Ventricular arrhythmia is a term encompassing various forms cardiac rhythm abnormalities originating from the ventricular system. Electrocardiography is used to confirm the diagnosis and the type of arrhythmia, but a detailed morphological and biochemical workup is necessary in order to determine the underlying cause, as most severe forms, such as ventricular fibrillation, can be fatal.
The clinical presentation depends on the underlying subtype of arrhythmia  :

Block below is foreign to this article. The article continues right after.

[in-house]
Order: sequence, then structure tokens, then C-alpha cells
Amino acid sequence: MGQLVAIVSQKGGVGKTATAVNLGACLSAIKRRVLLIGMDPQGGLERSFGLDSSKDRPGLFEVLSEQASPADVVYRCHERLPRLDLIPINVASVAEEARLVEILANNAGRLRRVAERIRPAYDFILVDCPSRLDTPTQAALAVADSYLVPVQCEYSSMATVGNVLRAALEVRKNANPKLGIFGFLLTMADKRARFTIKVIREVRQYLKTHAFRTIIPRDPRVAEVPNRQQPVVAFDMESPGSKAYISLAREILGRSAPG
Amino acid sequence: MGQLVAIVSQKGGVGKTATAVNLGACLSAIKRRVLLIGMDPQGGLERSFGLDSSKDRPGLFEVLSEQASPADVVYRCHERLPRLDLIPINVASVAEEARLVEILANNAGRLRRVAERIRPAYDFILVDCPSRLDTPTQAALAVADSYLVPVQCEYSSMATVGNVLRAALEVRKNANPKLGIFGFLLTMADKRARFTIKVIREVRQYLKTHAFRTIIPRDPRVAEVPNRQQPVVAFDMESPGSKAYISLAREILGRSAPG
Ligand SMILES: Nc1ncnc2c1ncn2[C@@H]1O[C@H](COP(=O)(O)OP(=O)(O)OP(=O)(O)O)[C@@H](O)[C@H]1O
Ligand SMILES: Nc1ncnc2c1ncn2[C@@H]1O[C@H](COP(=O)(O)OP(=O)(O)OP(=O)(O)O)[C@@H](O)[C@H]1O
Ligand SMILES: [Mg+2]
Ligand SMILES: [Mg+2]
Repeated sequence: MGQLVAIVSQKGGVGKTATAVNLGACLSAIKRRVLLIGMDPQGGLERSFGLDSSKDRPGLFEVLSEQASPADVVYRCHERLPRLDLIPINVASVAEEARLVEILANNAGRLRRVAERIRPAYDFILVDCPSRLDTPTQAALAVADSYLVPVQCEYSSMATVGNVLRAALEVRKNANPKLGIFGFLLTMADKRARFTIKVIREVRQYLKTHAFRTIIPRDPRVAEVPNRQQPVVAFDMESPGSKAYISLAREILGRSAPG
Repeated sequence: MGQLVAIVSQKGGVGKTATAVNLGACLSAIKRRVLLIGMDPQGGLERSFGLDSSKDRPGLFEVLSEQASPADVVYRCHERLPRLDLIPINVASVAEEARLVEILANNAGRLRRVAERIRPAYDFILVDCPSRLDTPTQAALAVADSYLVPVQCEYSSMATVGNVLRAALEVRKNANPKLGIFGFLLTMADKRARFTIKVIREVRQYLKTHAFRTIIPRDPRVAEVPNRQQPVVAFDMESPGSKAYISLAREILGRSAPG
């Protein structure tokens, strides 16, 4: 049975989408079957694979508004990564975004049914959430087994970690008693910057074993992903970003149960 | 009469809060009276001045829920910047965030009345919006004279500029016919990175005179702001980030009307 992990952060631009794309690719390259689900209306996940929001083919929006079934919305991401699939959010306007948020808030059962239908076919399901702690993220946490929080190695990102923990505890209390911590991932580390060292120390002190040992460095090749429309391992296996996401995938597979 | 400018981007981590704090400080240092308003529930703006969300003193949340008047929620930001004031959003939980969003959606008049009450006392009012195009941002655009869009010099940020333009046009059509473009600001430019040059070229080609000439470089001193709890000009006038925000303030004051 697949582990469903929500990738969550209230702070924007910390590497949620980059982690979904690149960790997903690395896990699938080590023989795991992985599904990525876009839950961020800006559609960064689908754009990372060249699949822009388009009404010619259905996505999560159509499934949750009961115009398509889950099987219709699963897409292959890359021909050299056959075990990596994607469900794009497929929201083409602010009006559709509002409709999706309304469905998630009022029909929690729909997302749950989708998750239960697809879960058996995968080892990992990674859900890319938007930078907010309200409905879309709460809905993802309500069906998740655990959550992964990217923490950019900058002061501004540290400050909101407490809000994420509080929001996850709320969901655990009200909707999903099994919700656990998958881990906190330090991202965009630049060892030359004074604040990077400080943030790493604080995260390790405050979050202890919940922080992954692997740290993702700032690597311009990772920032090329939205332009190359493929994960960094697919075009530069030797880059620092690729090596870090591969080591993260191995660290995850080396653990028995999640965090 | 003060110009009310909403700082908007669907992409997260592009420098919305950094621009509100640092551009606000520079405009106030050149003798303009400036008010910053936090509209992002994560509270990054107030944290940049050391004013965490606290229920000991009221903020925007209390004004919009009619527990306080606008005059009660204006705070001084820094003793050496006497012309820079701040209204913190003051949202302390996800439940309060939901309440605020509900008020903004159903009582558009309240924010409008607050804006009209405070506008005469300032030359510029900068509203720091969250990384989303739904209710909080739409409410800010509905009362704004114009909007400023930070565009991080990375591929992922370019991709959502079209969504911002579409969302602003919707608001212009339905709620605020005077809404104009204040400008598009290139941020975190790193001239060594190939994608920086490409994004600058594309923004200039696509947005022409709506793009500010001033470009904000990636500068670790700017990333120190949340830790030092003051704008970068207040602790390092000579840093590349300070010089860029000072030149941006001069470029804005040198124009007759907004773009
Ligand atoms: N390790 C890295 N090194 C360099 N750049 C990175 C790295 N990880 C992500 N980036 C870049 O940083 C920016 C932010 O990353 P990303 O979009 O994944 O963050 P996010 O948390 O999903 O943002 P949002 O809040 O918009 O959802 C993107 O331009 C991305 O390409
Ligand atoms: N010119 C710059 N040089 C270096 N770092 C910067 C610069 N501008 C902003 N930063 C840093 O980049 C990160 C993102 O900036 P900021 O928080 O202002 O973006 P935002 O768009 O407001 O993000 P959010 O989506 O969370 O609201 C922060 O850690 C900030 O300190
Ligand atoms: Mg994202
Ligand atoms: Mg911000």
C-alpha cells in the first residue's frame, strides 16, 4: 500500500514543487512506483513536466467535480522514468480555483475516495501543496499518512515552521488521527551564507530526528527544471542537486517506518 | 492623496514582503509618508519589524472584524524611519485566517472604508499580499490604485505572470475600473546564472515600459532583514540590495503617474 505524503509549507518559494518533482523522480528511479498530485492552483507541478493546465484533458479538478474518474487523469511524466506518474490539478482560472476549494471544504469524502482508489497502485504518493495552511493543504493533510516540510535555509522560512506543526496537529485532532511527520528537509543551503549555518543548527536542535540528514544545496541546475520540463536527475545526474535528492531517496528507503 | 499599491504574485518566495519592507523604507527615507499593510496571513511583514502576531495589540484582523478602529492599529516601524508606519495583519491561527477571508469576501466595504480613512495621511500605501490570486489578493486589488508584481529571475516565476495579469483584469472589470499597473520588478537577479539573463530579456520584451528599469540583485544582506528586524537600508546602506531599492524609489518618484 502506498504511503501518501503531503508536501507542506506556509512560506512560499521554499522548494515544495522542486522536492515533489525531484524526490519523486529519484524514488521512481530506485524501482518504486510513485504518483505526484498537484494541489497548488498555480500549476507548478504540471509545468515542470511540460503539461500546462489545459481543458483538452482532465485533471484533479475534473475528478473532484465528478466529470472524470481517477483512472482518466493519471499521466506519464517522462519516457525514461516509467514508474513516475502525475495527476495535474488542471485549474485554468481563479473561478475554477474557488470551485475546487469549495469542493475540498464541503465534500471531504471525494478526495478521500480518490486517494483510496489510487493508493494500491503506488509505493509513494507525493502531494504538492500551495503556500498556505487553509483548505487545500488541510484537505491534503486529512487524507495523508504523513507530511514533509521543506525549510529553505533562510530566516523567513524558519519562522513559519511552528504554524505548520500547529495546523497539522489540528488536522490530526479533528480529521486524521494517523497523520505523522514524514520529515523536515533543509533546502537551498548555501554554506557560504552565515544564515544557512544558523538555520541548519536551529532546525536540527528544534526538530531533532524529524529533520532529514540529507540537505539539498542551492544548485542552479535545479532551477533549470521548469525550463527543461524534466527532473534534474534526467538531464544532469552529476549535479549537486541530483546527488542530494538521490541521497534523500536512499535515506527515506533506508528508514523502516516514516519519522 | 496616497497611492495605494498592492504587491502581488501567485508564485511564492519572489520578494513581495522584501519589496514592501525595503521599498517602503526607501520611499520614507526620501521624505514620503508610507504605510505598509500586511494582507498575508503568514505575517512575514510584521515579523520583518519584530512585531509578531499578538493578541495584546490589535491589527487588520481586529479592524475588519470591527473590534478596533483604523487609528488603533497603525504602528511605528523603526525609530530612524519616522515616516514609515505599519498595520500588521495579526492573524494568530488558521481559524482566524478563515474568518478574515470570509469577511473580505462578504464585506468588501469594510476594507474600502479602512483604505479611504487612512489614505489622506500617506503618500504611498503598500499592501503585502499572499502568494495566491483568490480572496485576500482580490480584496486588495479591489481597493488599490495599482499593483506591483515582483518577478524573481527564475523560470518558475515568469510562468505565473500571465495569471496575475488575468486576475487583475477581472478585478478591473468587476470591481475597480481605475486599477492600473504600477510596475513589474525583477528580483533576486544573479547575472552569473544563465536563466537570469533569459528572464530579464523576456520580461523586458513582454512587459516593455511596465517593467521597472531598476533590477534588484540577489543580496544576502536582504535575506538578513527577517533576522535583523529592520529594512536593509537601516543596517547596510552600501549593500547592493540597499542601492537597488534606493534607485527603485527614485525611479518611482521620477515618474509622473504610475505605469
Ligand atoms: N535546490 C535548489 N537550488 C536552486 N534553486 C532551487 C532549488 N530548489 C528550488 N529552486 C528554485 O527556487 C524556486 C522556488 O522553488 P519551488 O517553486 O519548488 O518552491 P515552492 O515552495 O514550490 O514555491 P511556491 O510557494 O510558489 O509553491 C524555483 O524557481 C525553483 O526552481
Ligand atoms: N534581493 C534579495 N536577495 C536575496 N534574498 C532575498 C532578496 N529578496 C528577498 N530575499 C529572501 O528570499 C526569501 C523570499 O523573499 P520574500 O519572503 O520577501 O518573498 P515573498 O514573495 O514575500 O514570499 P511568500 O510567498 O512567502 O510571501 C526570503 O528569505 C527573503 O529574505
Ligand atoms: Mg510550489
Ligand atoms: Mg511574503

Prompt diagnostic workup is mandatory in defining the exact type of arrhythmia, starting with a thorough physical examination and a detailed patient history that could reveal the presence of comorbidities, use of pro-arrhythmogenic drugs, structural heart disease, or positive family history . A 12-lead electrocardiogram (ECG) should be performed immediately in patients who present with symptoms suggestive of arrhythmia, followed by a transthoracic echocardiogram in order to evaluate cardiac structure and exclude structural heart disease as a possible cause  . ECG findings may include a widened QRS complex (both prolongation and change in shape), ST elevation and inversion of T waves in the case of ventricular tachycardia and fibrillation, while prolonged QT intervals and coving of the ST-segment are seen in long QT syndrome and Brugada syndrome, respectively   . In addition to ECG and echocardiography, laboratory workup should comprise a complete blood count, cardiac markers (troponin, creatine kinase MB, and myoglobin), serum electrolytes (potassium, sodium, magnesium, calcium) and renal function tests, to determine optimal therapy and perform electrolyte correction  . If symptoms appear in childhood, genetic testing to confirm mutations characteristic for Brugada or long QT syndromes is necessary . If the cause of arrhythmia remains unresolved, coronary arteriography, exercise stress testing and cardiac magnetic resonance imaging (MRI) have been suggested as additional diagnostic methods .